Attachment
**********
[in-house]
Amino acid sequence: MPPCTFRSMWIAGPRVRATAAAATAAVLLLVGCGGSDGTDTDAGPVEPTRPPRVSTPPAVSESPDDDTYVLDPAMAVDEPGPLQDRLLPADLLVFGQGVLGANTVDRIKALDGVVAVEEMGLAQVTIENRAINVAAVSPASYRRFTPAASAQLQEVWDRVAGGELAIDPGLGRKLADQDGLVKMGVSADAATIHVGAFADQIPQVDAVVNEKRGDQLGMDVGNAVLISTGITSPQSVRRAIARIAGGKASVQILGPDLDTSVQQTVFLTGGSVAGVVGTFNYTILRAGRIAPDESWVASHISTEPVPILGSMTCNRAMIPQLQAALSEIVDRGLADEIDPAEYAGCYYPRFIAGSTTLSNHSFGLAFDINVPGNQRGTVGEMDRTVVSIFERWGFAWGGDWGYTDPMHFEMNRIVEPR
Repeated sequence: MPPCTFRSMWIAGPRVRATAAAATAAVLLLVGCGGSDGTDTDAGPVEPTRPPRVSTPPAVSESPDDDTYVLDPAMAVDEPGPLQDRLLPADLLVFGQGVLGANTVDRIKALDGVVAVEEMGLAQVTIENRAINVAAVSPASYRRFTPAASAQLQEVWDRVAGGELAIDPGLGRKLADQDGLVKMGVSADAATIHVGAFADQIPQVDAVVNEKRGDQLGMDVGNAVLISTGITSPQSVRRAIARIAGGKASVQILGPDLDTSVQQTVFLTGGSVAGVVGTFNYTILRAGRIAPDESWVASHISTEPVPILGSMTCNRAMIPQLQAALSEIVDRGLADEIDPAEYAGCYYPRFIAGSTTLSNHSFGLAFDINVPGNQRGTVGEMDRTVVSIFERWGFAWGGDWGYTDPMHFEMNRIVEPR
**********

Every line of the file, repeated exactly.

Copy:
[in-house]
Amino acid sequence: MPPCTFRSMWIAGPRVRATAAAATAAVLLLVGCGGSDGTDTDAGPVEPTRPPRVSTPPAVSESPDDDTYVLDPAMAVDEPGPLQDRLLPADLLVFGQGVLGANTVDRIKALDGVVAVEEMGLAQVTIENRAINVAAVSPASYRRFTPAASAQLQEVWDRVAGGELAIDPGLGRKLADQDGLVKMGVSADAATIHVGAFADQIPQVDAVVNEKRGDQLGMDVGNAVLISTGITSPQSVRRAIARIAGGKASVQILGPDLDTSVQQTVFLTGGSVAGVVGTFNYTILRAGRIAPDESWVASHISTEPVPILGSMTCNRAMIPQLQAALSEIVDRGLADEIDPAEYAGCYYPRFIAGSTTLSNHSFGLAFDINVPGNQRGTVGEMDRTVVSIFERWGFAWGGDWGYTDPMHFEMNRIVEPR
Repeated sequence: MPPCTFRSMWIAGPRVRATAAAATAAVLLLVGCGGSDGTDTDAGPVEPTRPPRVSTPPAVSESPDDDTYVLDPAMAVDEPGPLQDRLLPADLLVFGQGVLGANTVDRIKALDGVVAVEEMGLAQVTIENRAINVAAVSPASYRRFTPAASAQLQEVWDRVAGGELAIDPGLGRKLADQDGLVKMGVSADAATIHVGAFADQIPQVDAVVNEKRGDQLGMDVGNAVLISTGITSPQSVRRAIARIAGGKASVQILGPDLDTSVQQTVFLTGGSVAGVVGTFNYTILRAGRIAPDESWVASHISTEPVPILGSMTCNRAMIPQLQAALSEIVDRGLADEIDPAEYAGCYYPRFIAGSTTLSNHSFGLAFDINVPGNQRGTVGEMDRTVVSIFERWGFAWGGDWGYTDPMHFEMNRIVEPR